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boring bass lines

Discussion in 'General Instruction [BG]' started by btbassist, Jul 2, 2004.


  1. does anyone have any tips for spicing up bass lines? i play in a rock band, and i am getting really bored with my parts. :meh:
     
  2. BryLMoo

    BryLMoo

    Mar 25, 2004
    Charlotte, NC
    practice, practice, practice.

    make stuff up!

    don't be scared to try things that might not fit the songs...

    be creative!
     
  3. Benjamin Strange

    Benjamin Strange Commercial User

    Dec 25, 2002
    New Orleans, LA
    Owner / Tech: Strange Guitarworks
    Try playing color tones instead of just the root all the time. Avoid following the guitar player all the time. Get a fretless. Use CGDA as your standard tuning. Play chords. Play left handed. Make up a tapping bassline. Play in a different time signature than the rest of the band. Get a ring mod pedal.

    Note: Some of these suggestions may get you kicked out of your band. Apply with care.
     
  4. Adam Barkley

    Adam Barkley Mayday!

    Aug 26, 2003
    Jackson, MS
    1. Follow the song, but plan a mid-song jam where you can stretch out a bit. If that still bores you, make up the solo/line as you go along and make it different everytime you play the song.

    2. Play the root notes with your left hand by tapping, while tapping an accompanying melody with the right.

    3. Alter the song completely, tempo, time signature, key, etc. Just a random example, If the song is in 4/4 at 120 BPM in E, make it 6/4 at 85 in A.

    4. Use effects. (You be the judge on this one)

    5. Make the regular parts harder

    6. Make a difficult original song that uses every technique you know.
     
  5. sedgdog

    sedgdog

    Jan 26, 2002
    Pasco, WA
    I heard it said once that if your bored with a song it's probably not the songs fault! I try to remind myself of that often because I get in that mode sometimes also.

    Also check out Dave LaRue with the Steve Morse Band. Dave really knows how to lay it down in a rock setting while creating very interesting lines along the way.

    Good Luck,
    Tim
     
  6. That's ridiculous! All the cool kids go BflatFCG.
     
  7. bloodfairy13

    bloodfairy13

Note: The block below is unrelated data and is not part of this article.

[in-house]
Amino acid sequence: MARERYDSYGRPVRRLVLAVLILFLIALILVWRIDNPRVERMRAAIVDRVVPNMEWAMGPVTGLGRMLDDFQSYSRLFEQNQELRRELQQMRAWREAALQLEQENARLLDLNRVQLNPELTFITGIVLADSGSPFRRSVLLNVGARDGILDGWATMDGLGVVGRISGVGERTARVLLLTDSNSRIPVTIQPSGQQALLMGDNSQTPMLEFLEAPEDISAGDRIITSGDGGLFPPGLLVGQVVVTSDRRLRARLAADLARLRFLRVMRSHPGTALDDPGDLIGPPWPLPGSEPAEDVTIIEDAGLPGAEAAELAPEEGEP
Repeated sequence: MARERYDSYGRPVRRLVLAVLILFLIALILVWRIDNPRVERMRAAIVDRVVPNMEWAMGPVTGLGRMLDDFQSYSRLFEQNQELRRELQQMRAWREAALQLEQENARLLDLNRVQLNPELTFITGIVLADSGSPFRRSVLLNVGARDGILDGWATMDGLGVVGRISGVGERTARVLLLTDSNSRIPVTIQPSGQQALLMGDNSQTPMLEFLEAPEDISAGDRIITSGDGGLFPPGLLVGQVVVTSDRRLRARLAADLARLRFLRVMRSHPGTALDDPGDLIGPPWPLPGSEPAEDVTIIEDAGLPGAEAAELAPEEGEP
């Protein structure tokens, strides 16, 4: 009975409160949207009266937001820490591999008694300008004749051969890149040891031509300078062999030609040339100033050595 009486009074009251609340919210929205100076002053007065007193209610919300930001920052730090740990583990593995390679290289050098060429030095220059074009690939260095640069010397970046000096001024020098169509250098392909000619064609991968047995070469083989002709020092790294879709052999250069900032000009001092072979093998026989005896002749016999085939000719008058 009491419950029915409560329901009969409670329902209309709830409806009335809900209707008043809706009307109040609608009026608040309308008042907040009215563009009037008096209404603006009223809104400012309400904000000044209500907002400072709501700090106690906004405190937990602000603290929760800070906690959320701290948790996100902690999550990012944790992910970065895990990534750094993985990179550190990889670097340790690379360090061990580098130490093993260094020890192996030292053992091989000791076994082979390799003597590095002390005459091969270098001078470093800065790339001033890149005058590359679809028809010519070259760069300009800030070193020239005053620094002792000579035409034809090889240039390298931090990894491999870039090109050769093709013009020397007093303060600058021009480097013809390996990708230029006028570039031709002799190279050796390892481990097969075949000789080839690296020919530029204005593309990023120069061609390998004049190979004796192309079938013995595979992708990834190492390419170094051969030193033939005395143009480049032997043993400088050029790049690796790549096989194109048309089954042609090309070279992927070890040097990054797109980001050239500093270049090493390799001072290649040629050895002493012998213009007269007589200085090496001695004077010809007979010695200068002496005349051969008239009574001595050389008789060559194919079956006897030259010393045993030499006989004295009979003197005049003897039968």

Feb 27, 2004
    Kentucky
    :D :D :bassist: :bassist:

    make up stuff...
     
  8. Blackbird

    Blackbird Moderator Staff Member Supporting Member

    Mar 18, 2000
    California
    Pretend you're someone else.

    I'm serious. When you approach your band's basslines, think of all the bassists who influenced you and the things about their playing that you like. Try to find places in the songs that you play where you can incorporate those ideas.

    Don't worry about becoming a clone. You'll never sound exactly like your influences because 1) you're not them, 2) You're combining many influences and 3) The part of you that's you will not go away.

    Have fun.
     
  9. Try playing color tones instead of just the root all the time. Avoid following the guitar player all the time. Get a fretless. Use CGDA as your standard tuning. Play chords. Play left handed. Make up a tapping bassline. Play in a different time signature than the rest of the band. Get a ring mod pedal.

    Note: Some of these suggestions may get you kicked out of your band. Apply with care.

    HAHAHAHAHAHAHAHA! ROTFLMAO!!!!!!!!
    Thanks
    Troy
     
  10. HiFi

    HiFi

    Apr 20, 2002
    Anaheim, CA
    I confess! I've come up with some great lines this way and I recommend it as well.

    Also, I always screw around in practice and add things to see if they work. I get a 'good look' from the rest of the band more than half the time so I think it works great for me when creating new lines.
     
  11. SuperSluggard

    SuperSluggard

    Jan 2, 2004
    A bassline is only as boring as you make it.
     
  12. Crypton

    Crypton

    Jul 13, 2004
    Try playing something other that rock:D
     
  13. Howard K

    Howard K

    Feb 14, 2002
    UK
    "Just" play colour tones instead of chord tones, it's as "simple" as that.

    :rollno:
     
  14. danshee

    danshee Banned

    May 28, 2004
    Chicago, Illinois
    You said it. I just wrote a radio-cut last month with a bass line that has only three notes and the occasional fill. Everyone that hears it is like, " man, what a groove!" And it is a great groove, although the fills were the most fun for me to record.
     
  15. SuperSluggard

    SuperSluggard

    Jan 2, 2004
    You might not want to make your basslines too complicated. I tried this and my bandmates said it sounded like i was doing a bad solo over what they were playing. :scowl:

    It's best to go for basslines that just sound badass. :bassist: That will make people want to get up and dance.
     
  16. Hollow Man

    Hollow Man Supporting Member

    Apr 28, 2003
    Springfield, VA
    Start small. If your guitarists are playing the down beats in 4/4 time, play the eighth notes too, or include rests where the guitarists keep playing to give your bass lines some space. Use octaves to offset the chord progressions. Then start walking from note to note, either diatonically or with passing tones, rather than just changing notes with the melody. Eventually, you can add enough change to make your lines your own.
     
  17. BenderR

    BenderR

    Jun 1, 2004
    Tucson, AZ
    Listen to the bass part in some of the Eagles music. many of their songs are simple and the bass part is repetitive yet Randy Meisner (and later Timothy B. Schmidt) kept it interesting. It's all a matter of playing what needs to be played in order to keep the flow of the song consistent. Dazzling basslines have their place but sometimes just a simple, tasteful pattern works wonderfully.
     
  18. cassanova

    cassanova

    Sep 4, 2000
    Florida
    Listen to a wide variety of music. This will help you come up with different types of lines. :bassist: